The Seahawks have made their first big addition of the offseason, reaching an agreement with veteran free agent tight end Greg Olsen on a one-year deal. A source confirmed the agreement to the Seattle Times Tuesday afternoon.
Russell Wilson tweeted the other day that it “makes me sick” not to be still playing in pursuit of a Super Bowl title.
Few will dispute that Carroll is the most successful coach in the organization’s history. And given his consistency, it’s hard to argue that he isn’t one of the best coaches in the NFL today.
The Seahawks are scheduled to have the 27th pick in the first round, and most observers think Seattle will lean toward improving its defense.
Two years later, after the Seahawks finished 27th in the league in pass defense and 22nd in points allowed, the waiving of Richard Sherman doesn’t look very wise.
There is a growing sense of urgency for the Seahawks, as quarterback Russell Wilson continues to travel the north side of 30. The Seahawks’ quest now is to not let the prime of one of the great QBs of his era slip away without another serious run – or more – at a title.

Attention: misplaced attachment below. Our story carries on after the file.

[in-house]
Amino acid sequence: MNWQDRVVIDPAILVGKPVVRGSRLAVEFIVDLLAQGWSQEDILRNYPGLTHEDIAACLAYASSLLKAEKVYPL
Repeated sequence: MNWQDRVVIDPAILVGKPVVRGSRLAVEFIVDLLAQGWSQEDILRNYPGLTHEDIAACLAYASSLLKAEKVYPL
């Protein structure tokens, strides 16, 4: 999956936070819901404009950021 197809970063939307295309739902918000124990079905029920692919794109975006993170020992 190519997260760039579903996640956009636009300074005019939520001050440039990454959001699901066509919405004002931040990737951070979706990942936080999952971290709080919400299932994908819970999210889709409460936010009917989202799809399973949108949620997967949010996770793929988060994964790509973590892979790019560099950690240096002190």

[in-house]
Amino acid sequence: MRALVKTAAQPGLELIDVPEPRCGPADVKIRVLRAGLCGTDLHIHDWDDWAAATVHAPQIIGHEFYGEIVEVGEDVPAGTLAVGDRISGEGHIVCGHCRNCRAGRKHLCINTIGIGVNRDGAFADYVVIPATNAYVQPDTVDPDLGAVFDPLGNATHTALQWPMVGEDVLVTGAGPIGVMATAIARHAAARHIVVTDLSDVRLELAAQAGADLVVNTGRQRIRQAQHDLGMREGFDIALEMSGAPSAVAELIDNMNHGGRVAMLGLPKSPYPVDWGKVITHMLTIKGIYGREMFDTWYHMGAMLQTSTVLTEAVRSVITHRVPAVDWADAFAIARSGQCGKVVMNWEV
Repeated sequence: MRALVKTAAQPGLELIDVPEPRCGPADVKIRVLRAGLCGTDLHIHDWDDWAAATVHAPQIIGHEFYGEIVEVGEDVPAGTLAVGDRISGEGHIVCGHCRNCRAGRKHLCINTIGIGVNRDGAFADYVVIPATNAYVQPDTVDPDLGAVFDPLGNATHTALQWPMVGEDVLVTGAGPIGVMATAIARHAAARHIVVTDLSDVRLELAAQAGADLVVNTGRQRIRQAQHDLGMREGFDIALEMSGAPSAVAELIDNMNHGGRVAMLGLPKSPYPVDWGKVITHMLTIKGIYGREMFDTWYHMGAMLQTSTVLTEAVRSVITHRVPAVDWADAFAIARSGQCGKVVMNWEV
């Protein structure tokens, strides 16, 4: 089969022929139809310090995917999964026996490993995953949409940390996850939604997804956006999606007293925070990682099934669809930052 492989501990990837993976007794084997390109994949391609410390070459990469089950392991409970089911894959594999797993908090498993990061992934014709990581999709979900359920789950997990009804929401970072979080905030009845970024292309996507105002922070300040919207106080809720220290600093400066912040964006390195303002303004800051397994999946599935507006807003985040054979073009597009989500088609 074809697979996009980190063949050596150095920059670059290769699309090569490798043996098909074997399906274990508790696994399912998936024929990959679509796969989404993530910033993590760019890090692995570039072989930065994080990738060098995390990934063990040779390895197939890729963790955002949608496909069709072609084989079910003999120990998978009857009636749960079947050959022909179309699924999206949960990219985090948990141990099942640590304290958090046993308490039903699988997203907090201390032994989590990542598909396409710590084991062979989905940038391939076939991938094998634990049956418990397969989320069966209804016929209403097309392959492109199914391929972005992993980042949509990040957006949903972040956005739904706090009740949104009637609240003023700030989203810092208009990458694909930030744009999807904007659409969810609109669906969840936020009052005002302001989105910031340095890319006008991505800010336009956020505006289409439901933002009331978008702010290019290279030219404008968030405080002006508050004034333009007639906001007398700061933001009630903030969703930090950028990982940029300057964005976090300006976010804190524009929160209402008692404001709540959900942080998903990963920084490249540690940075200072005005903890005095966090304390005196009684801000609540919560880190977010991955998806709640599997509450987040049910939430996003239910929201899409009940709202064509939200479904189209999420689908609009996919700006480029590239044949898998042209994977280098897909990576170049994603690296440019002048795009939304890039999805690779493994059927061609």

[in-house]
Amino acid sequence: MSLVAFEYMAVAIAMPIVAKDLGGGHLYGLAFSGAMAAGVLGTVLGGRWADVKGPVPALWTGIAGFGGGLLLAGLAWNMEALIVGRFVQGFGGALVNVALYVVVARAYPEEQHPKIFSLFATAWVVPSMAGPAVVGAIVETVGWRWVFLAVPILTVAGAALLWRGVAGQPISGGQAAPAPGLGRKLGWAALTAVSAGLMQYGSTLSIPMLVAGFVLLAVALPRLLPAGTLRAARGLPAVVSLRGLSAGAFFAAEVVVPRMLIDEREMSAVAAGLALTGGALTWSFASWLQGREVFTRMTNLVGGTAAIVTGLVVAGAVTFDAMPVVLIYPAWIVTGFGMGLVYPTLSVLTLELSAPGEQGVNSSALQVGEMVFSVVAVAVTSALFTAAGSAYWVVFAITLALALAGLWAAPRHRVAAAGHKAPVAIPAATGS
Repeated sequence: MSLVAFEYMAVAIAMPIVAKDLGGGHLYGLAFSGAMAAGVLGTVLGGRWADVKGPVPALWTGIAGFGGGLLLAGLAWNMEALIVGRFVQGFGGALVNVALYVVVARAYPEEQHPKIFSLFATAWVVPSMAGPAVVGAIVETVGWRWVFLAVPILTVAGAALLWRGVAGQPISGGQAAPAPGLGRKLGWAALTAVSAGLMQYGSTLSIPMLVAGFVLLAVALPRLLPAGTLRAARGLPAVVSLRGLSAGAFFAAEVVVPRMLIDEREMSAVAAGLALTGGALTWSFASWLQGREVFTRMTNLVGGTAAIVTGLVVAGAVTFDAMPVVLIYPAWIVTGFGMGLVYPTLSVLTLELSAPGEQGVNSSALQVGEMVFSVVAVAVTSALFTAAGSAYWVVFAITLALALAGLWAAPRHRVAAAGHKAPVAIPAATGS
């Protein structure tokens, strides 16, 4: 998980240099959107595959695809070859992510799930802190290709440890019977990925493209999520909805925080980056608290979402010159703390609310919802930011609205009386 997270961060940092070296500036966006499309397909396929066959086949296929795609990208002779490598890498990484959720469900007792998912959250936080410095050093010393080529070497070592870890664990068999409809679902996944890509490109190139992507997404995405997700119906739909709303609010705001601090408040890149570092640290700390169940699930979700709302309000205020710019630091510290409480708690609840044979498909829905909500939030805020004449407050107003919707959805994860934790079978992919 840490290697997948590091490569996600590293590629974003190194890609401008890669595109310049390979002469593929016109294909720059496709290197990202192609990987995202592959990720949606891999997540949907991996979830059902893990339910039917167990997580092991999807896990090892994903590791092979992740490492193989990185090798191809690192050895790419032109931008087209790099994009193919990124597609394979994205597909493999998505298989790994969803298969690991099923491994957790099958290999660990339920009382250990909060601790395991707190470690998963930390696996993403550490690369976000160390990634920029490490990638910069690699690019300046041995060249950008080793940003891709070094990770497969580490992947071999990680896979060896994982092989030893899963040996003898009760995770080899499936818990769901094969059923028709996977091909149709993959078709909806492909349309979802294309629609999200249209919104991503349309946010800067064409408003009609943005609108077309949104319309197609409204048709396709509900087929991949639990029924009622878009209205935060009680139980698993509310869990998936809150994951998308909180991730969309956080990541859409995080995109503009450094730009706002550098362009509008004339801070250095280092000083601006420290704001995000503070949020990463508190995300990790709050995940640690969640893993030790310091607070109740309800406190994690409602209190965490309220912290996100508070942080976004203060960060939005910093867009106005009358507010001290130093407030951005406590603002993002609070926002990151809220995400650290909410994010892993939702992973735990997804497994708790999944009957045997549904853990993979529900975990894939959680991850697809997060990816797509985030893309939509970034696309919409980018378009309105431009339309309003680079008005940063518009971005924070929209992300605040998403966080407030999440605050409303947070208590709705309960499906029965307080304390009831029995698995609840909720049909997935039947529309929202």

The offseason started earlier than the Seahawks were hoping, Seattle’s season ending with Sunday’s 28-23 loss to the Packers in a divisional playoff game.
Coaching football generally requires a comprehension of complexities that exceed those of other sports. The schemes, the formations, the details, the adjustments – they’re pretty much unrivaled when you compare them with other sports.
While he’s become one of the top quarterbacks in the time since Russell Wilson was last in the Super Bowl, the gap without a championship game appearance is becoming more noticeable and tougher for the highest-paid player in the NFL to accept.
There they were at the end, right where they always seem to be, with a chance to steal another victory. There they were, waiting for quarterback Russell Wilson to conjure one last miracle and put them on the brink of another Super Bowl appearance.
Instead of fretting about how close they were to what might have been the greatest comeback in team history — a dropped pass here, a controversial spot of the ball there — Seahawks coach Pete Carroll preferred to think about how far they had come. And how far, he thinks, they can still go.
Two quarterbacks. Two legacies. Two levels of pressure to win this game.